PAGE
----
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Multi-agency task force in anti-pension scam initiative

The industry estimates that around £1bn has been lost to pensions scammers

28 July 2015

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The government, criminal justice agencies, financial services bodies and regulators, have all come together in a joint venture to raise awareness of the threat that scammers pose to their pensions.

The campaign features a five point list of 'tips for staying safe', guidance on what the tell-tale signs of scammers are, as well as case studies of victims of scams.

Pension reforms which came into effect earlier this year have led to a sea of change, with the government and service providers establishing new advisory bodies - scammers are taking advantage of the scale of change and are posing as genuine service providers.

Minister for pensions, Ros Altmann, issued a firm warning to would-be victims: 'The criminals behind this illegal activity often lay a sophisticated trap complete with glossy brochures and professional websites that make them look highly credible. Don't fall for it.

'Their aim is to catch you off your guard so they can steal your hard-earned savings. Scammers wreck people's lives; it really is as plain and simple as that.'

Codenamed, Project Bloom, members of the multi-agency group include the Department for Work and Pensions, The Pensions Regulator, the Financial Conduct Authority, HMRC, the Serious Fraud Office, the National Fraud Intelligence Bureau and the National Crime Agency.

Due to the recent pension reforms which has given savers full access to their pension pot once they're 55-years-old, as well as giving savers unprecedented levels of freedom, it has also created a lot of confusion among pension scheme holders and providers.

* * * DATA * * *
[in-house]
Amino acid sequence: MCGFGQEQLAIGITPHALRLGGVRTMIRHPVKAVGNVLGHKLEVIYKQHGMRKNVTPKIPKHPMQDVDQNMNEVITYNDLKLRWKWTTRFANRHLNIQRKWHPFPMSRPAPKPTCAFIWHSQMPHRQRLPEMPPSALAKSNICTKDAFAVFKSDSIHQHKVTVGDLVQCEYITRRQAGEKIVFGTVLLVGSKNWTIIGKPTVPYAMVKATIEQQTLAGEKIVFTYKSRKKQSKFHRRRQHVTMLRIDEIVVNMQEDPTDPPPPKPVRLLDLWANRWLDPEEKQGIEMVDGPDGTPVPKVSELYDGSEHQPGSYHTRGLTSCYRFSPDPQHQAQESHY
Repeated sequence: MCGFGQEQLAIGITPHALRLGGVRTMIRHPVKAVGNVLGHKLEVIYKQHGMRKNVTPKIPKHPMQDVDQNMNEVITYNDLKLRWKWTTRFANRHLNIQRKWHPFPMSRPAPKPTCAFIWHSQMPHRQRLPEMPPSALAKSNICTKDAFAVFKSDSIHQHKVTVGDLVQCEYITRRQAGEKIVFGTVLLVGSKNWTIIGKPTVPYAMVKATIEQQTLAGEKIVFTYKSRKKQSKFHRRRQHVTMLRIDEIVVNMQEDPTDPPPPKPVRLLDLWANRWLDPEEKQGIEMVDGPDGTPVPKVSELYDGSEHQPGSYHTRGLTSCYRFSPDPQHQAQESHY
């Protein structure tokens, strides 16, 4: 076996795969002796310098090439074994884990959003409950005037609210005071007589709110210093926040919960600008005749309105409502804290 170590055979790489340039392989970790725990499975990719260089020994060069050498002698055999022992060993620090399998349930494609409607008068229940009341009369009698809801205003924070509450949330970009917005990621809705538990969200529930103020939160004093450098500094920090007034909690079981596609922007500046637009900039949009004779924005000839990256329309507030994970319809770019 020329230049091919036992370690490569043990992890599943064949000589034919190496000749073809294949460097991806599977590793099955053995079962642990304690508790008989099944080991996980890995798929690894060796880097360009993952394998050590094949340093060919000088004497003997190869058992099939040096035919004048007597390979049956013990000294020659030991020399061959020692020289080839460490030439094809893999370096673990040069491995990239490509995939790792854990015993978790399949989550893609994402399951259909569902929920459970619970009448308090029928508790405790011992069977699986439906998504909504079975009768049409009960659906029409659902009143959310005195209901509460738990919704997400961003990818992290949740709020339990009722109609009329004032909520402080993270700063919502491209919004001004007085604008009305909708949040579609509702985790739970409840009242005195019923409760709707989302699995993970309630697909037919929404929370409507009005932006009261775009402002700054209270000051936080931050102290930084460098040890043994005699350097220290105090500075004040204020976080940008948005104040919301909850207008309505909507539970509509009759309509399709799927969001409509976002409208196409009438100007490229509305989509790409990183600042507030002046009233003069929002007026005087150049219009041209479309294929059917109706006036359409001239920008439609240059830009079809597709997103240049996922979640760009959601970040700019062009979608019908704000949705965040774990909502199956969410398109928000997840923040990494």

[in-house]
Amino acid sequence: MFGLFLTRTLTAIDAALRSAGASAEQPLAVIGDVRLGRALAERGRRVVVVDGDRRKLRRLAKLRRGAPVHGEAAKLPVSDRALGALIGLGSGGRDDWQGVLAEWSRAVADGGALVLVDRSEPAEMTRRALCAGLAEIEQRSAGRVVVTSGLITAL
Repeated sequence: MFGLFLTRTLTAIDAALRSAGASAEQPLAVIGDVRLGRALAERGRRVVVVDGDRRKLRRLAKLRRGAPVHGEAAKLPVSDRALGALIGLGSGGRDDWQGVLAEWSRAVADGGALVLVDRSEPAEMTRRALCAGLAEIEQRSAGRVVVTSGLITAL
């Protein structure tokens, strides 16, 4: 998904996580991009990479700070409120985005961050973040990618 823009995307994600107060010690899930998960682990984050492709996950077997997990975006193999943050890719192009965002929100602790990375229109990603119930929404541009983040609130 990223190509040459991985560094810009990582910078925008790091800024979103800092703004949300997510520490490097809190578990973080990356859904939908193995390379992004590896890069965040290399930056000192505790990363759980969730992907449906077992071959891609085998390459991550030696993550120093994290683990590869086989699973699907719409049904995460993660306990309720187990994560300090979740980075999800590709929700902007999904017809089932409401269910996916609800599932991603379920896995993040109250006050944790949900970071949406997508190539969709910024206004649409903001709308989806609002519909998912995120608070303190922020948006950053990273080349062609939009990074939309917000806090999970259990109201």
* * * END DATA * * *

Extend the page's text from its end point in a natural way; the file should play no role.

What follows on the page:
The government launched its own guidance service, Pension Wise, while service providers such as Hargreaves Lansdown have launched their own low-cost pension advisory service.

Although these services (and many others like them) were launched with the intention of increasing understanding and awareness, the scale of change and the short length of time it has taken place in, has meant that they've merely contributed to a plethora of endless voices.

The situation is consequently ripe for scammers to add their voice to the discussion and present themselves as a genuine pension planning and advisory service.

Gillian Guy, chief executive of Citizens Advice, pointed out that scammers are not only interested in pension pots, but will also present their victims with the prospect of lucrative investment opportunities.

'Fraudsters aren't just trying to tempt people's pension pots away with offers of pension schemes', she said, 'They also try to entice people to hand over their money with big investment opportunities such as property abroad and fine wines.'

She continued: 'Think twice before responding to a cold call or an advert offering a free 'pension review', or high-return investment. If you think you've been targeted by a scammer, report them to the authorities.'


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Tax & Wealth structuring Pensions